Fuel economy for the CT 200h is an EPA-estimated 43/40 mpg City/Highway or 42 mpg Combined. It runs on regular 87-octane gasoline.
Using the Prius powertrain, the CT 200h makes 98 horsepower from the 1.8-liter Atkinson Cycle gas engine and 80 hp (60 kW) from the generator, for a total of 134 hp. That's not much.
The Audi A3 makes about 50-percent more power from its 2.0-liter turbo, but gets a much worse 22/28 mpg driving with the automatic, 21/30 mpg with the manual 6-speed. A better comparison might be to the front-wheel-drive A3 turbodiesel with direct injection, which makes 140 horsepower and gets 30/42 mpg City/Highway. Plus, it has the great DSG transmission, and still costs less than the Lexus. With its low emissions (although not as low as a hybrid) it was the 2010 Green Car of the Year, from Green Car Journal.
It's very quiet inside the CT 200h cabin; at 75 mph on the freeway you can't hear the engine at all. But it growls and works when you're accelerating to 50 mph, for which you need at least Normal mode, unless you have all day. Eco mode is good to an easy 25 mph.
The turning circle is a tight 34.2 feet, making city driving a breeze. Ride quality is good, also. We ran hard over a section with a lot of lumpy tar patches, and our Lexus took them in stride. The brakes are firm, too. And if you're not gliding to stops in the city, using Braking mode helps. Imagine a small Jake brake, like the big trucks have.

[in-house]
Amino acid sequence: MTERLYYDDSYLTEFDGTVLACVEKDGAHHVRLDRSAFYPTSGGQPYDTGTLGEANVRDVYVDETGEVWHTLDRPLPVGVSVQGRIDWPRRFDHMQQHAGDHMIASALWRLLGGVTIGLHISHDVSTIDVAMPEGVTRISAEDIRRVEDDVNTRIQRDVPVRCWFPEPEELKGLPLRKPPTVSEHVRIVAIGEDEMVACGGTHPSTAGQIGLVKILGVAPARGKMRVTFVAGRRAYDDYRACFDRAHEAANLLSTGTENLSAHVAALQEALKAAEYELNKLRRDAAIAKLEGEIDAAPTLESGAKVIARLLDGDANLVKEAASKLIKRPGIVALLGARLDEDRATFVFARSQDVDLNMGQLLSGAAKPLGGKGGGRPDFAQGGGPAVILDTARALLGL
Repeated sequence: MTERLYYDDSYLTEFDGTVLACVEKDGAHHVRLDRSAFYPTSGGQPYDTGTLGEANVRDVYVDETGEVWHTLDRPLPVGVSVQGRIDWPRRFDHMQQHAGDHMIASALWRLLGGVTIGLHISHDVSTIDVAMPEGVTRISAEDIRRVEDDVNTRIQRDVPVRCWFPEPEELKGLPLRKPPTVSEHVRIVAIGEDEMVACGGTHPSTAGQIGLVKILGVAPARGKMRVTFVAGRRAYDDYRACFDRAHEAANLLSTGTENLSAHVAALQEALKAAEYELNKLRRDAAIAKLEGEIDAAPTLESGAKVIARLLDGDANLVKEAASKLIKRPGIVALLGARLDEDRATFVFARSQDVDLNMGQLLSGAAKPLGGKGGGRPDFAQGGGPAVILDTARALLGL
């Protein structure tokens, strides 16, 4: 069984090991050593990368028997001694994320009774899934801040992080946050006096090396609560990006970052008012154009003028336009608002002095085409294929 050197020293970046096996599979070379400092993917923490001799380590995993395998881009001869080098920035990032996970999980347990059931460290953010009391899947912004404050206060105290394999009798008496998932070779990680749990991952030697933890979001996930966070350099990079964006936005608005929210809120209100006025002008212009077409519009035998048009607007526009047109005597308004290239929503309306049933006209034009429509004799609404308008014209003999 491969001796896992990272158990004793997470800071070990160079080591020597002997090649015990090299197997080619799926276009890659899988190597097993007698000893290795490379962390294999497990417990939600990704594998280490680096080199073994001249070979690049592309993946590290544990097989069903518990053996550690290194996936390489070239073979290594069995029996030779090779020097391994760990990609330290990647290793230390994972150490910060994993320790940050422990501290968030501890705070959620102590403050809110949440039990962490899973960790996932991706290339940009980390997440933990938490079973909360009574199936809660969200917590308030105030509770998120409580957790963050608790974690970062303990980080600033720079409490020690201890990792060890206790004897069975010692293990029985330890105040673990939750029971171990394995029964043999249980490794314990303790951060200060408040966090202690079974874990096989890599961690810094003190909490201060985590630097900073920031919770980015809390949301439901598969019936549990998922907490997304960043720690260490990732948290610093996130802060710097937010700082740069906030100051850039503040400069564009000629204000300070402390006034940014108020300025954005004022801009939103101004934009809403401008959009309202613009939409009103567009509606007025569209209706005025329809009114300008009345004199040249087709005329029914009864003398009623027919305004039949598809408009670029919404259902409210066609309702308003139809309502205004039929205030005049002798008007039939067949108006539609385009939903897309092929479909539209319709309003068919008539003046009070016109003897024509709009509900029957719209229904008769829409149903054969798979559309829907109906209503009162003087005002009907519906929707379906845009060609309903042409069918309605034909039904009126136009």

Too bad the CVT intrudes upon enjoyable acceleration. As its name suggests, this is a Continuously Variable Transmission. It doesn't have gears like a normal automatic or manual. It would be nice to have steps and paddles to shift sequentially, like other cars with CVTs have. Which, granted, might not be possible with a hybrid powertrain.
Driving up the mountain, the engine rpm's kept surging, to maintain speed, as the CVT demands. It was annoying. It felt like an automatic transmission repeatedly kicking down. However it was all aural, as there is no actual surge felt in the car. Only the engine is surging.